Some people interpret this rule as just being “avoid blame.” That’s not the point at all. The real issue is make sure nothing goes wrong so that there is no blame to go around. Protect the production from mistakes and you’ll be hired again and recommended to others. If you do screw up but immediately own up to it, the DP and production will still know that you are someone who can be trusted as part of the production process: mistakes happen — the point is to fix them and prevent them from happening again.

Standard Procedures

As camera assistants have learned over the decades, the number one way to ensure against mistakes is to have a methodical and organized way of doing things and then do it the same way every time. Observe any good crew of camera assistants working: there is almost a ritualistic aura to the way they work. They are also very focused and attentive to every detail at all times. Their repetitive actions are practiced and reliable. Their procedures are standardized industry-wide.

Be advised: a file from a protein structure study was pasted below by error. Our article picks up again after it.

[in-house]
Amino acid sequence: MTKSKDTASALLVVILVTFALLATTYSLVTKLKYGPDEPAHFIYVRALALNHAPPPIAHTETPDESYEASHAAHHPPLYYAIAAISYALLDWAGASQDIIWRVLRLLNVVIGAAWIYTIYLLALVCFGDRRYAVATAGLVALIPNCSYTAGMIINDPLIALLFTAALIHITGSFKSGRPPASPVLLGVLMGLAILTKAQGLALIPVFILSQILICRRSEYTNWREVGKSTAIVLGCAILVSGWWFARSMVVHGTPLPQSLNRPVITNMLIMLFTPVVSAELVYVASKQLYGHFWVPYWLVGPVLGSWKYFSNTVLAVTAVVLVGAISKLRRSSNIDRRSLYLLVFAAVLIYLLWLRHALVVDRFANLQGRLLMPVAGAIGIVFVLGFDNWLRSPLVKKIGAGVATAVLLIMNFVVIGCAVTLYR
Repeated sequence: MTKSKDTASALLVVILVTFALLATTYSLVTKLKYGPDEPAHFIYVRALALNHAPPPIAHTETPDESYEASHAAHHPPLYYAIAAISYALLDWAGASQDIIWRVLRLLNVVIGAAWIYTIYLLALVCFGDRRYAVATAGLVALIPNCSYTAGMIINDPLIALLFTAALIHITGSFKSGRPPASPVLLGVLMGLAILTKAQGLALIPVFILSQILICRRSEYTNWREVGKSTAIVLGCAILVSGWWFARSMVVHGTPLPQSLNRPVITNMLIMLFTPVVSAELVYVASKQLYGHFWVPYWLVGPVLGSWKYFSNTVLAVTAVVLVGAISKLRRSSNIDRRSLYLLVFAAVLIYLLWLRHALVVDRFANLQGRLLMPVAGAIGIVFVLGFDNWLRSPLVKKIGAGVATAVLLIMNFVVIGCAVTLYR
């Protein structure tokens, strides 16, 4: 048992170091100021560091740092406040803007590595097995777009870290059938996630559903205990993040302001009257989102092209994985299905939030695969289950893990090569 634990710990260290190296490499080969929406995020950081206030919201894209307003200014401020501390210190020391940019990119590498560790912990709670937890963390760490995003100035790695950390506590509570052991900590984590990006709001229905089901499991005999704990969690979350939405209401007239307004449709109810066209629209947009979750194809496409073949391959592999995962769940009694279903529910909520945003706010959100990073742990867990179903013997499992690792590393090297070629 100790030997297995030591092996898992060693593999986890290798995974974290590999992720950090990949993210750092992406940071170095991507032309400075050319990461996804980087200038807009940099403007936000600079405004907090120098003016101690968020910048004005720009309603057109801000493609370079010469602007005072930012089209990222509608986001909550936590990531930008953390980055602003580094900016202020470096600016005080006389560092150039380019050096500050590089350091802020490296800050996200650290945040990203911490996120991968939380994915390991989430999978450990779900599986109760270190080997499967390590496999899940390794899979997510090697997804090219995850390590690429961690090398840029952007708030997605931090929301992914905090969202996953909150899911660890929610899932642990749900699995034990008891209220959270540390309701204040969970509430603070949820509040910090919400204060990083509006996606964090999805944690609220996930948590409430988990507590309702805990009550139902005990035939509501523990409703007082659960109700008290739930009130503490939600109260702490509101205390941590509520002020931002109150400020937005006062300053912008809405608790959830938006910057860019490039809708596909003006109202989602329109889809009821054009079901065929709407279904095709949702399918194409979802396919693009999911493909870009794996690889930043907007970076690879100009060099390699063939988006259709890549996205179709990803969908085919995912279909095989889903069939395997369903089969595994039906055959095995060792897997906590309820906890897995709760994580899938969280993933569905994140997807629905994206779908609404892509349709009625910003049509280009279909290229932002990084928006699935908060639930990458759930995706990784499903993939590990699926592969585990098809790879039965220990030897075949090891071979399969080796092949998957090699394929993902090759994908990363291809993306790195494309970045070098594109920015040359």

Maintain Your Logs

Film camera assistants have quite a few forms that need to be filled out and kept up to date: camera reports, film stock inventories, camera logs and so on. In the digital world, we are lucky that a great deal of this work is done by the camera and the various software applications we use immediately after the camera. Most downloading apps (such as Shot Put Pro, SilverStack, Double Data and others) also create logs that can track the files. Many Loaders also maintain separate logs either handwritten or more commonly as spreadsheets. An example of this type of log prepared by Jillian Arnold is shown below.

Procedure — Best Practices